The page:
Bloomberg Tax
Free Newsletter Sign Up
Bloomberg Tax
Advanced Search Go
Free Newsletter Sign Up

Freshfields Lawyer Arrested in Germany’s Cum-Ex Tax Probe (1)

Nov. 27, 2019, 6:36 PMUpdated: Nov. 29, 2019, 2:01 PM

Frankfurt prosecutors arrested a lawyer who until a few weeks ago was a partner at Freshfields Bruckhaus Deringer LLP as part of a probe of controversial tax deals that cost Germany billions of euros.

One of two attorneys under investigation in one of the country’s Cum-Ex tax probes was arrested Friday because he is a flight risk, a spokesperson for the prosecutors said without identifying him or the law firm. People familiar with the probe have said that the lawyer is Ulf Johannemann, the former head of global tax at Freshfields. He has left the firm.

Werner Leitner, Johannemann’s defense attorney, said the arrest was “totally unfounded” and that he will challenge it in court. A spokesman for Freshfields declined to comment.

Read more: More Bankers Face Cum-Ex Charges as German Tax Scandal Widens

The arrest is the first in the country’s Cum-Ex investigation. The scandal has roiled several financial institutions as prosecutors allege bankers helped investors reap billions of euros in improper tax refunds from a loophole on dividend payments. In Bonn, two former bankers are on trial for helping to organize deals that led to more than 400 million euros ($440 million) in lost taxes. Investment banks relied on the clearance of attorneys to participate in Cum-Ex, and now the banks are using the lawyers’ legal advice as a central defense argument.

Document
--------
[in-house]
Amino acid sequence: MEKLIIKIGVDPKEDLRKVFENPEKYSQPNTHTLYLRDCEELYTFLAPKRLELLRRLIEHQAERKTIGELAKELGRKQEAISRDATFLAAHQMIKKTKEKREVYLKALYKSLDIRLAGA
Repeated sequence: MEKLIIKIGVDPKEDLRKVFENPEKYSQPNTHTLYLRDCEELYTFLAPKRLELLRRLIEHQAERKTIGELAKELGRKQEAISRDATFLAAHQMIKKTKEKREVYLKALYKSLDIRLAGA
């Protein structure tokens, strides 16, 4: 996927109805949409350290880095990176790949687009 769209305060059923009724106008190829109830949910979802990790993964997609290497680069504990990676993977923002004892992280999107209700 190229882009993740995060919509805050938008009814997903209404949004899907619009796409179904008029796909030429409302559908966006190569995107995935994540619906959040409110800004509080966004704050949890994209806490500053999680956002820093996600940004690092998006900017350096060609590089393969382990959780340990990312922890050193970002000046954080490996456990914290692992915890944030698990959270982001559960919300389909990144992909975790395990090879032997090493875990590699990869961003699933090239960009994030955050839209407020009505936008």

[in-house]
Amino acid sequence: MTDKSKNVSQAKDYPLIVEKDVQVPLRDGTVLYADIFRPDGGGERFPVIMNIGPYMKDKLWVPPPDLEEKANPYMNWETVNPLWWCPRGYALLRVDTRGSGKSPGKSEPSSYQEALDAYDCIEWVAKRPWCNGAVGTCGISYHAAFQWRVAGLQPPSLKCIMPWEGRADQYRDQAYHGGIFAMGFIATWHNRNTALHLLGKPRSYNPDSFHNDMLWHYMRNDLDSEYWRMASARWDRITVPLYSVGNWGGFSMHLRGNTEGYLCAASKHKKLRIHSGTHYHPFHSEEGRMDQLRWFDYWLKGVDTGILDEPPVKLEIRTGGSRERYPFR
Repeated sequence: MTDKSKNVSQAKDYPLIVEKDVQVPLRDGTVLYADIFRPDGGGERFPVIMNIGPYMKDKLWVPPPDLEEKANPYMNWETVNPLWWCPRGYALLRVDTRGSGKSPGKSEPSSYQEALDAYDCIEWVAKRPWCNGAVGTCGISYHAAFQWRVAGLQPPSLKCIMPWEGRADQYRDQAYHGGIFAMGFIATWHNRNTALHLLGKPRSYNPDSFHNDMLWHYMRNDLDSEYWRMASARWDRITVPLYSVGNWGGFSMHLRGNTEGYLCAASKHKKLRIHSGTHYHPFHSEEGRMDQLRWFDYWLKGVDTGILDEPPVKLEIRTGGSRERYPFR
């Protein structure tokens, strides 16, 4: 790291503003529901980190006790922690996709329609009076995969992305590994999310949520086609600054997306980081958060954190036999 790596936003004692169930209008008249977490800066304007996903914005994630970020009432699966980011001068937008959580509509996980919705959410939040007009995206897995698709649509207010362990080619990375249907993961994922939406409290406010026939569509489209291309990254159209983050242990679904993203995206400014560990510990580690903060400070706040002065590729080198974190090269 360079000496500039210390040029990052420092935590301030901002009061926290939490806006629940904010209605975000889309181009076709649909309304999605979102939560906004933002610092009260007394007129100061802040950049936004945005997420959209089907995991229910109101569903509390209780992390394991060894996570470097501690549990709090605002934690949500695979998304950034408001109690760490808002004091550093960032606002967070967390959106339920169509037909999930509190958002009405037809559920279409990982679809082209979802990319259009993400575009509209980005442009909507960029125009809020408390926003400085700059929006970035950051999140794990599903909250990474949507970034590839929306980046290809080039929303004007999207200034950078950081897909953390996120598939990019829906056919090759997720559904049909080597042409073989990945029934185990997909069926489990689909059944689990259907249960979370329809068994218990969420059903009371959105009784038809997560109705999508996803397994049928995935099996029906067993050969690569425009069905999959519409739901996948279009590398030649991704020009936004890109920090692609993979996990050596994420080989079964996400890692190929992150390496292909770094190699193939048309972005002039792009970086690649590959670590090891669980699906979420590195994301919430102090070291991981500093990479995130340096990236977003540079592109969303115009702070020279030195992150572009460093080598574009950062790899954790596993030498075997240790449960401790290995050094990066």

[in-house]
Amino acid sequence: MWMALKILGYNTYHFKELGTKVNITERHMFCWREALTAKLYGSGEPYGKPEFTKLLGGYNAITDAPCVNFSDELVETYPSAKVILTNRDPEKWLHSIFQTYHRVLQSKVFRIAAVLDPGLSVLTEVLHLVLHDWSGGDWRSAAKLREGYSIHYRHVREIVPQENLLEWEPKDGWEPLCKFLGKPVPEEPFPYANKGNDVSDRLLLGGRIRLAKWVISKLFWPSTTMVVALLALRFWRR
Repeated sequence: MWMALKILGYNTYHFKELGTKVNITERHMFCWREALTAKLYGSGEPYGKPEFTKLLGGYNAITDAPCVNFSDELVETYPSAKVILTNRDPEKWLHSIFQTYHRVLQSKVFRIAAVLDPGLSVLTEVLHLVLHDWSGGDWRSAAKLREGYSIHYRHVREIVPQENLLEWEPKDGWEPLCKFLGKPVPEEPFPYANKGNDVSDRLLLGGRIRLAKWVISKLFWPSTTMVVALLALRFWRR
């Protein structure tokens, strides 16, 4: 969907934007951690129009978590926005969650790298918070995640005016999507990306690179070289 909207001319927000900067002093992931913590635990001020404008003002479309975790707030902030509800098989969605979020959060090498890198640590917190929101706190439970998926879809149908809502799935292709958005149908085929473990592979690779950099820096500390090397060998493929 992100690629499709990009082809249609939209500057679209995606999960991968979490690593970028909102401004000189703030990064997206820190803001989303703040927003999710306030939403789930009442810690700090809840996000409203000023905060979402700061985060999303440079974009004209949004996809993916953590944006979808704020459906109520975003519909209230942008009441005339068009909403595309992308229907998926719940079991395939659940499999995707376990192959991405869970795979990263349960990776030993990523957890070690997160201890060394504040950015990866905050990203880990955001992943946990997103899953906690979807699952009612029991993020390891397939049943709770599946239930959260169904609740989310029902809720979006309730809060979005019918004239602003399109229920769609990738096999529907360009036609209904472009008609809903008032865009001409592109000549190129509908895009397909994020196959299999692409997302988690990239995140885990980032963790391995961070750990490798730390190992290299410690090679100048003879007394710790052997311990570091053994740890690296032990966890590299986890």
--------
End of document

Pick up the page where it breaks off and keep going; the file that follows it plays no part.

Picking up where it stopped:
Johannemann and another lawyer at Freshfields have been under investigation for at least a year. The probe concerns Freshfields’ work for the German unit of Canadian bank Maple Financial Group Inc., according to the people. The unit was later closed by German financial regulator Bafin as a result of the Cum-Ex investigation. Johannemann is among the group of people whom Frankfurt prosecutors are going to charge within weeks, the people have said.

Freshfields advised many banks and other participants in the financial markets on Cum-Ex transactions. The law firm’s role was mentioned on several occasions in the Bonn trial. Martin Shields, one of the two accused, on Wednesday cited opinions authorized by Johannemann that certified the transactions were legal.

The Frankfurt offices of the law firm were raided three times over the last two years. Freshfields has previously commented that the firmwas “confident that the advice we provided was legally sound.”

To contact the reporters on this story:
Karin Matussek in Berlin at;
Nicholas Comfort in Frankfurt at

To contact the editors responsible for this story:
Anthony Aarons at

Christopher Elser

© 2019 Bloomberg L.P. All rights reserved. Used with permission.

(Updates with raids in last paragraph.)